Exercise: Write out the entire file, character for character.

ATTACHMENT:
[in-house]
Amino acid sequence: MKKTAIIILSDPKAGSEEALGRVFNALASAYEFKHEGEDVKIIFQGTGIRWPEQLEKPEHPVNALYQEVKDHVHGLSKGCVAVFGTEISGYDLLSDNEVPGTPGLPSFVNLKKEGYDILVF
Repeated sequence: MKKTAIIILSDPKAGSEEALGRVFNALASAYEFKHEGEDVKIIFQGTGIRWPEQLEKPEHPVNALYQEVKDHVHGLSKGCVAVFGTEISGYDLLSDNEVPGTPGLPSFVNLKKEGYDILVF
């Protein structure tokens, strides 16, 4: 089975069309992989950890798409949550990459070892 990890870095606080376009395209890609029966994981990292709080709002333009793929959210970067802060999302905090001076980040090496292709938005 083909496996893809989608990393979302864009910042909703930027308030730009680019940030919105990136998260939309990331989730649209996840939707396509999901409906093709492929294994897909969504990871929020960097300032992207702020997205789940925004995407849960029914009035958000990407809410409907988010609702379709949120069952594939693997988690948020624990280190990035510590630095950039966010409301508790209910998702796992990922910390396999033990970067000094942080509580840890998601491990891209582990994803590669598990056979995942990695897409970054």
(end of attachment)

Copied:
[in-house]
Amino acid sequence: MKKTAIIILSDPKAGSEEALGRVFNALASAYEFKHEGEDVKIIFQGTGIRWPEQLEKPEHPVNALYQEVKDHVHGLSKGCVAVFGTEISGYDLLSDNEVPGTPGLPSFVNLKKEGYDILVF
Repeated sequence: MKKTAIIILSDPKAGSEEALGRVFNALASAYEFKHEGEDVKIIFQGTGIRWPEQLEKPEHPVNALYQEVKDHVHGLSKGCVAVFGTEISGYDLLSDNEVPGTPGLPSFVNLKKEGYDILVF
């Protein structure tokens, strides 16, 4: 089975069309992989950890798409949550990459070892 990890870095606080376009395209890609029966994981990292709080709002333009793929959210970067802060999302905090001076980040090496292709938005 083909496996893809989608990393979302864009910042909703930027308030730009680019940030919105990136998260939309990331989730649209996840939707396509999901409906093709492929294994897909969504990871929020960097300032992207702020997205789940925004995407849960029914009035958000990407809410409907988010609702379709949120069952594939693997988690948020624990280190990035510590630095950039966010409301508790209910998702796992990922910390396999033990970067000094942080509580840890998601491990891209582990994803590669598990056979995942990695897409970054």